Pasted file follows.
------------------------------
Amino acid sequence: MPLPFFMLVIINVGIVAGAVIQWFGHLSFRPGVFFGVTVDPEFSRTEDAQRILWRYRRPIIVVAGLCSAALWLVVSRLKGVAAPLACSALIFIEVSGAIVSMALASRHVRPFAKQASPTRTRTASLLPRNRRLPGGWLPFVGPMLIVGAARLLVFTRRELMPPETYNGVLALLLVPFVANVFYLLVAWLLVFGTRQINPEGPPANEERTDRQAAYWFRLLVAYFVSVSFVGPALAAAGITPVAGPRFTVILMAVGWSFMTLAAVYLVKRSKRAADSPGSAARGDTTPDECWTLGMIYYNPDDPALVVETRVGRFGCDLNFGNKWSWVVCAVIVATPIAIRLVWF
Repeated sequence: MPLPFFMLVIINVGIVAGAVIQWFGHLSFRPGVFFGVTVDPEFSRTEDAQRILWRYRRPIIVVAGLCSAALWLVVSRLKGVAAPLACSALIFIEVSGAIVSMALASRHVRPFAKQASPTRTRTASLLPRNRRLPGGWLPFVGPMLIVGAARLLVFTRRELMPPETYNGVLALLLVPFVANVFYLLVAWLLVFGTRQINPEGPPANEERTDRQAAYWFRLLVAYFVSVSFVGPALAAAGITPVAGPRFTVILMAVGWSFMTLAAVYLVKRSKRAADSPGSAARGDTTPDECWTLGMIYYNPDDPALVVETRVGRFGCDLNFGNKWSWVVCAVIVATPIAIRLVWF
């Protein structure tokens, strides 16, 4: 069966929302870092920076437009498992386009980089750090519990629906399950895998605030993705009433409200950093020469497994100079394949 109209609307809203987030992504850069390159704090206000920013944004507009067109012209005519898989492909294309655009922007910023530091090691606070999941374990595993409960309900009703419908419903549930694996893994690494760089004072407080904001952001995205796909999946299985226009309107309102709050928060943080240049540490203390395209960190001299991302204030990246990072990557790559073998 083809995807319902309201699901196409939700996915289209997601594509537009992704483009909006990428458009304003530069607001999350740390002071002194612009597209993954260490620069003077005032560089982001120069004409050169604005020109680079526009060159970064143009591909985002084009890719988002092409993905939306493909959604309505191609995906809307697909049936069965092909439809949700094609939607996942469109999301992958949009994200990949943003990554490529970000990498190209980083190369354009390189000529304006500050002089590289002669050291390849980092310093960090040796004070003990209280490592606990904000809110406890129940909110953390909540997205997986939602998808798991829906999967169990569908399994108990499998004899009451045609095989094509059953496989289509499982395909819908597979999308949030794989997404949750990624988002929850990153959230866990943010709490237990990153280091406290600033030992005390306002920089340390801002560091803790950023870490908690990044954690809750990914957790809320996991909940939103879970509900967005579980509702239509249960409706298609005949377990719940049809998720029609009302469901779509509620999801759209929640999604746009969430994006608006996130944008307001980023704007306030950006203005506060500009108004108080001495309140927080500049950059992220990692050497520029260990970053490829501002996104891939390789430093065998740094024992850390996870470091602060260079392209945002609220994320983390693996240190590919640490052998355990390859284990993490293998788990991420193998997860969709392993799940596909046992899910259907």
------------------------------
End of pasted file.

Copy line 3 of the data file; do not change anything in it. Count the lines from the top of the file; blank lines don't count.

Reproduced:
């Protein structure tokens, strides 16, 4: 069966929302870092920076437009498992386009980089750090519990629906399950895998605030993705009433409200950093020469497994100079394949 109209609307809203987030992504850069390159704090206000920013944004507009067109012209005519898989492909294309655009922007910023530091090691606070999941374990595993409960309900009703419908419903549930694996893994690494760089004072407080904001952001995205796909999946299985226009309107309102709050928060943080240049540490203390395209960190001299991302204030990246990072990557790559073998 083809995807319902309201699901196409939700996915289209997601594509537009992704483009909006990428458009304003530069607001999350740390002071002194612009597209993954260490620069003077005032560089982001120069004409050169604005020109680079526009060159970064143009591909985002084009890719988002092409993905939306493909959604309505191609995906809307697909049936069965092909439809949700094609939607996942469109999301992958949009994200990949943003990554490529970000990498190209980083190369354009390189000529304006500050002089590289002669050291390849980092310093960090040796004070003990209280490592606990904000809110406890129940909110953390909540997205997986939602998808798991829906999967169990569908399994108990499998004899009451045609095989094509059953496989289509499982395909819908597979999308949030794989997404949750990624988002929850990153959230866990943010709490237990990153280091406290600033030992005390306002920089340390801002560091803790950023870490908690990044954690809750990914957790809320996991909940939103879970509900967005579980509702239509249960409706298609005949377990719940049809998720029609009302469901779509509620999801759209929640999604746009969430994006608006996130944008307001980023704007306030950006203005506060500009108004108080001495309140927080500049950059992220990692050497520029260990970053490829501002996104891939390789430093065998740094024992850390996870470091602060260079392209945002609220994320983390693996240190590919640490052998355990390859284990993490293998788990991420193998997860969709392993799940596909046992899910259907």